What Are the Possible Outcomes From the German Election?

Germany’s election on Sept. 24, the biggest of this year’s series of votes in Europe, isn’t just about who wins the chancellorship. At least as important is which combination of parties is able to form the next government after the results are in. With no party having won an outright majority since 1957, Germany has a long tradition of coalition governments, which require the parties involved to mesh conflicting positions and agree on a policy platform. This year may be even more complicated because the number of parties in parliament looks likely to increase from four to six.Here are the regularly updating party standings according to the Bloomberg composite of German elections polls, which uses a rolling average of six major German likely-voter surveys.

Source: A Guide to Germany’s Possible Coalitions

Crude Makes a Comeback as Gold KO’ed at 1300

Geopolitical Risks Continue to Weigh on Monday

This article is for general information purposes only. It is not investment advice or a solution to buy or sell securities. Opinions are the authors; not necessarily that of OANDA Corporation or any of its affiliates, subsidiaries, officers or directors. Leveraged trading is high risk and not suitable for all. You could lose all of your deposited funds.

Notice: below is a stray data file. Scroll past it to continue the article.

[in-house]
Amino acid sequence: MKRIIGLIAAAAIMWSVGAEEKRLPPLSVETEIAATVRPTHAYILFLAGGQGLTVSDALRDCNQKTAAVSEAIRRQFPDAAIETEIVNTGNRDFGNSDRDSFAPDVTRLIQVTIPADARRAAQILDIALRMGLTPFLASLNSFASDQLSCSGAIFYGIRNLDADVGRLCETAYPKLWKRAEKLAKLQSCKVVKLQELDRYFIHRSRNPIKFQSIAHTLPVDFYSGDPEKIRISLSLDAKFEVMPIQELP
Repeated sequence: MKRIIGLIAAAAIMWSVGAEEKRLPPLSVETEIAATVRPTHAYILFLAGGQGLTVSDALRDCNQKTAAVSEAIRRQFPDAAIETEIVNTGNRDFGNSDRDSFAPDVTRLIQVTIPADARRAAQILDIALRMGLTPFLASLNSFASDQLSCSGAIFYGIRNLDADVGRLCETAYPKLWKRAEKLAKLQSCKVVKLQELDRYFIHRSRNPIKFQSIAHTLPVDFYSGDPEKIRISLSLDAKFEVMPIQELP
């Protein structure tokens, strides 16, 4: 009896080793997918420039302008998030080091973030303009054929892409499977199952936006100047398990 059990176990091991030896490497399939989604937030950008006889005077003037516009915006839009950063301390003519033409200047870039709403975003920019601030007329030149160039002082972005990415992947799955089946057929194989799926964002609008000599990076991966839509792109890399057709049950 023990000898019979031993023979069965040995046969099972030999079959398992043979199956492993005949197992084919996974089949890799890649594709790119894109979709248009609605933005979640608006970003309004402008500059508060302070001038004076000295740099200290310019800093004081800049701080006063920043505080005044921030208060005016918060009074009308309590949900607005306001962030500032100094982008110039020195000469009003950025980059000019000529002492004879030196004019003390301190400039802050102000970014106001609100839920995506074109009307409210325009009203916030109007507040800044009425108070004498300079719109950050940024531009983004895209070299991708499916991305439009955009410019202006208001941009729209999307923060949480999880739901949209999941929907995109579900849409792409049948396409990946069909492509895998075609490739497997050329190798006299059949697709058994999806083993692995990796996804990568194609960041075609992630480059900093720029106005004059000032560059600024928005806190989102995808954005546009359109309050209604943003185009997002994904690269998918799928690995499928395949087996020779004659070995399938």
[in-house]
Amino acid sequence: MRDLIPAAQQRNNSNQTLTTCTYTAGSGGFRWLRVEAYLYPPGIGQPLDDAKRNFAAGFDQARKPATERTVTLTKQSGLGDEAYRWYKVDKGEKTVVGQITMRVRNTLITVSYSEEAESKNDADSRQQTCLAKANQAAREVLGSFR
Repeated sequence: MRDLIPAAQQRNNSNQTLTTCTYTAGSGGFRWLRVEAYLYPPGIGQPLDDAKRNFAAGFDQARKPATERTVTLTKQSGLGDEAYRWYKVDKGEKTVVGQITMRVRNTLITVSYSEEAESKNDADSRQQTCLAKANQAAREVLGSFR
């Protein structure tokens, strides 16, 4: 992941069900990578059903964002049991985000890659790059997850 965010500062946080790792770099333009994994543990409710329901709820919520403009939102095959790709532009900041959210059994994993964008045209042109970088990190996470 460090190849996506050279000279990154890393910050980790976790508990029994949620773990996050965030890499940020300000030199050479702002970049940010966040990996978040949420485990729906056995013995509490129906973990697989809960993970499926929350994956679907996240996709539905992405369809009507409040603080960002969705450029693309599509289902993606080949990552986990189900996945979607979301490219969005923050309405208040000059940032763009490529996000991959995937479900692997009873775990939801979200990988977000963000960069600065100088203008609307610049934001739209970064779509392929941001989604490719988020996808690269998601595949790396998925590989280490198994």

Craig Erlam

Craig Erlam

Senior Currency Analyst at OANDA
Based in London, England, Craig Erlam joined OANDA in 2015 as a Market Analyst. With more than five years' experience as a financial market analyst and trader, he focuses on both fundamental and technical analysis while conducting macroeconomic commentary. He has been published by The Financial Times, Reuters, the Wall Street Journal and The Telegraph, and he also appears regularly as a guest commentator on networks including Sky News, Bloomberg, CNBC and BBC. Craig holds a full membership to the Society of Technical Analysts and he is recognized as a Certified Financial Technician by the International Federation of Technical Analysts.